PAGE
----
S R Pareek | Aug 25, 2022 | 7 min read
The problem impacts everyone but is more personal for pregnant women, who are mostly anaemic and distressed.
Ratlam, Madhya Pradesh: Parvati Parmar goes out to fetch water three times a day — and it is just enough to meet the daily needs of her family of six. In total, she walks around 3km every day, carrying two pots of water from a nearby hand pump every time.
Parmar (26) lives in Mangrol village, located 7km from Ratlam in Madhya Pradesh, and is expecting her third child. She has to do the chore regularly, and her two children are always in tow.
“If I do not fetch water, work at the household will come to a standstill. Both my in-laws are aged, and my children are three and two years old. After their birth, water consumption in our household increased, and so did my trips to the hand pump,” says Parmar.
Pregnant Parvati Parmar walks back after fetching a bucket of water from the handpump near her house in Mongrol, Ratlam, Rajasthan (Photo: SR Pareek)
She wakes up at 6 am and rushes to the pump, located 400m from her house. The two pots of water that she brings back are used for activities related to making breakfast and lunch. In the afternoon, she is back at the pump to fetch more for washing clothes. Another trip ensues in the evening for cleaning utensils. If the family needs more water, she takes more trips.
Parmar is anxious about the child in her belly. “I get tired easily, and my body is weak. There were no complications when the first two were born. But this time, I was told during a check-up at the Anganwadi centre that I am anaemic.”
Sometimes, she has to stop to catch a breath midway; sometimes, she takes a break at the hand pump to gain her strength before starting her walk back home.
Bearing the brunt
Not only Mangrol, other villages and development blocks — Dharad, Sailana, Bodina, Bajna and Dhabaipada, to name a few — in Ratlam district have the same story to tell.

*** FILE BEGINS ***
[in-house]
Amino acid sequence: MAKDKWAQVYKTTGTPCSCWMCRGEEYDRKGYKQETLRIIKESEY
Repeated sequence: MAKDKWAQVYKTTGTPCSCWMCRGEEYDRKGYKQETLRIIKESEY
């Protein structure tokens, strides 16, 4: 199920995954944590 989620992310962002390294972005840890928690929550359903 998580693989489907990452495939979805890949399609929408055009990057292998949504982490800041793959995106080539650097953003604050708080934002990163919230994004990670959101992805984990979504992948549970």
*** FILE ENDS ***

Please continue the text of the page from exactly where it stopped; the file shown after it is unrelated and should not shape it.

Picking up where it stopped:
According to Urmila Pal, an auxiliary nurse midwife (ANM), around 200 women go through pregnancy annually in Dharad. Of them, 80% are anaemic.
In rural Ratlam, pregnant women are over-burdened by the monotonous task of fetching water (Photo: SR Pareek)
In Mangrol, for example, 20 anaemic women walk to hand pumps, and queue up for two to three hours to fetch water. This, when pregnant women, especially in the first trimester, are advised against carrying heavy loads.
Satyendra Rajavat, the medical officer at Dharad’s primary health centre, however, does not see it as a problem. He says a pregnant woman may find it difficult to fetch water, but it still serves as an exercise.
“If she has to carry around five litres of water every day, it is not that much of a problem. Pregnant women need to be cautious during the first trimester, but they are also advised to exercise regularly,” says Rajavat, while warning that lifting more than 50kg elevates the risk of a miscarriage.
ANM Pal, however, says carrying heavy pails of water every day, while not getting enough rest and nutrition, exposes women to an array of pregnancy-related complications.
Rest and relaxation, a luxury
Ranu (25) from Bodina had to walk to a nearby tube well every day to get water, while also taking care of her family and performing daily chores. She suffered a miscarriage, according to accredited social health activist (ASHA) worker Madhu Goyal.
Another pregnant woman in the village, Kajal Nat’s haemoglobin has never gone beyond 9 gm/dL, despite taking iron tablets and injections. Her doctor has advised rest, but she still walks to the hand pump, though takes multiple breaks.
But neither Nat nor others have the luxury of rest. It is more important to quench the thirst of the families than to worry about probabilities.
Bodina ANM Sudha Rathore says neither illness nor pregnancy stops these women from doing their daily chores. Many women are taking care of the households alone as their husbands are out-of-station for work.